Structure in Milton's Poetry: from the Foundation to the Pinnacles
Pennsylvania State University Press, 1974 - 202 pagina's
Milton's skill in constructing poems whose structure is determined, not by rule or precedent, but by the thought to be expressed, is one of his chief accomplishments as a creative artist. Professor Condee analyzes seventeen of Milton's poems, both early and late, well and badly organized, in order to trace the poet's developing ability to create increasingly complex poetic structures.
Three aspects of Milton's use of poetic structure are stressed: the relation of the parts to the whole and parts to parts, his ability to unite actual events with the poetic situation, and his use and variation of literary tradition to establish the desired structural unity.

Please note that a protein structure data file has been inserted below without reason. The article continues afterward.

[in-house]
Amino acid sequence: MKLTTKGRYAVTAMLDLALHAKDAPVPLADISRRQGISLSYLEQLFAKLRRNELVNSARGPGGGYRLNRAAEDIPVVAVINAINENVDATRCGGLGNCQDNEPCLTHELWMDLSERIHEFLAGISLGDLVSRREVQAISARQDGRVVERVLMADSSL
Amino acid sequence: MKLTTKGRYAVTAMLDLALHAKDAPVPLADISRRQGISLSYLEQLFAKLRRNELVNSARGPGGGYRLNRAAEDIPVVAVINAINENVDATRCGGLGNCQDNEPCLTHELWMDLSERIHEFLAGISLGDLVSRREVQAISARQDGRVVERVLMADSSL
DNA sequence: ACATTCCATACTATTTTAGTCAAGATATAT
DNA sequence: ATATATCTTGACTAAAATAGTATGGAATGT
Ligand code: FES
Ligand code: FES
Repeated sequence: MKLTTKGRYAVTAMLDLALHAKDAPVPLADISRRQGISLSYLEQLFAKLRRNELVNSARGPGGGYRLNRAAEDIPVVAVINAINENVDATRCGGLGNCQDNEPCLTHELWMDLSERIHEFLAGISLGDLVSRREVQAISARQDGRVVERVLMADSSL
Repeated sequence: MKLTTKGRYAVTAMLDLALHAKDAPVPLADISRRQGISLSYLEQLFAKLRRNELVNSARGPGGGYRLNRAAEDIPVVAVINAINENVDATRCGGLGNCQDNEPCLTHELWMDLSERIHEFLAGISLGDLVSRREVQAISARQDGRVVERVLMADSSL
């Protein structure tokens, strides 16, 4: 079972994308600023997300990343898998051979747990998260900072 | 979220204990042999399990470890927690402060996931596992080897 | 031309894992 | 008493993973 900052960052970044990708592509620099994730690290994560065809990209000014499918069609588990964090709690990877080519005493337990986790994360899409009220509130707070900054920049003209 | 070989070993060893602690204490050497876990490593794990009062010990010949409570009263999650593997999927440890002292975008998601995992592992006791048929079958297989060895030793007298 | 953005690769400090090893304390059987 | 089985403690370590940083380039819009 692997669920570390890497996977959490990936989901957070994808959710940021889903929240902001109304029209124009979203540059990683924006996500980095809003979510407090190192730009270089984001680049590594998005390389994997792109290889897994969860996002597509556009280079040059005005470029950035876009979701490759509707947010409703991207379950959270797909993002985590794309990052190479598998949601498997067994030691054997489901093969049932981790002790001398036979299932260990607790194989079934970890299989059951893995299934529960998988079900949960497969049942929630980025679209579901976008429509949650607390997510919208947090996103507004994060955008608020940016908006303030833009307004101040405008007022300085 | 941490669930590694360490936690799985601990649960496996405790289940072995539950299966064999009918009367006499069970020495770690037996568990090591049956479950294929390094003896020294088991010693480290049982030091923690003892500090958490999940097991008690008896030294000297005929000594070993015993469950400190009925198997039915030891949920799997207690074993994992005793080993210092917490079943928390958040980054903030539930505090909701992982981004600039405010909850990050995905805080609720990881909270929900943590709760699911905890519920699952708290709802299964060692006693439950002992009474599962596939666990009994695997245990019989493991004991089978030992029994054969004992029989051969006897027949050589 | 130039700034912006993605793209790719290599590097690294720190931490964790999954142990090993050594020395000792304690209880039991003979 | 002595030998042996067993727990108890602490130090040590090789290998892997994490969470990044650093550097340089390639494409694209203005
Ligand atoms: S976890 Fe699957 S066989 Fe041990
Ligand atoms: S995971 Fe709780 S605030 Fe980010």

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Paradise Regained takes the “ epicness ” of Paradise Lost and carries this epicness to its logical conclusion . The poetic patterns and extra - poetic situation have reached their ultimate fusion : just as , for Milton , Christ ...
It is part of the dynamic metaphor which both carries the poem forward from its initial positions in Book I to its ultimate resolutions in Book XII , and which helps to integrate the poetic pattern of the poem as a whole with the extra ...
The conventions of the panegyric are not merely devices used to praise Manso ; they are also the means by which the poem carries itself forward from the specific occasion of its compositionMilton's visit to Mansoto its final vision of a ...
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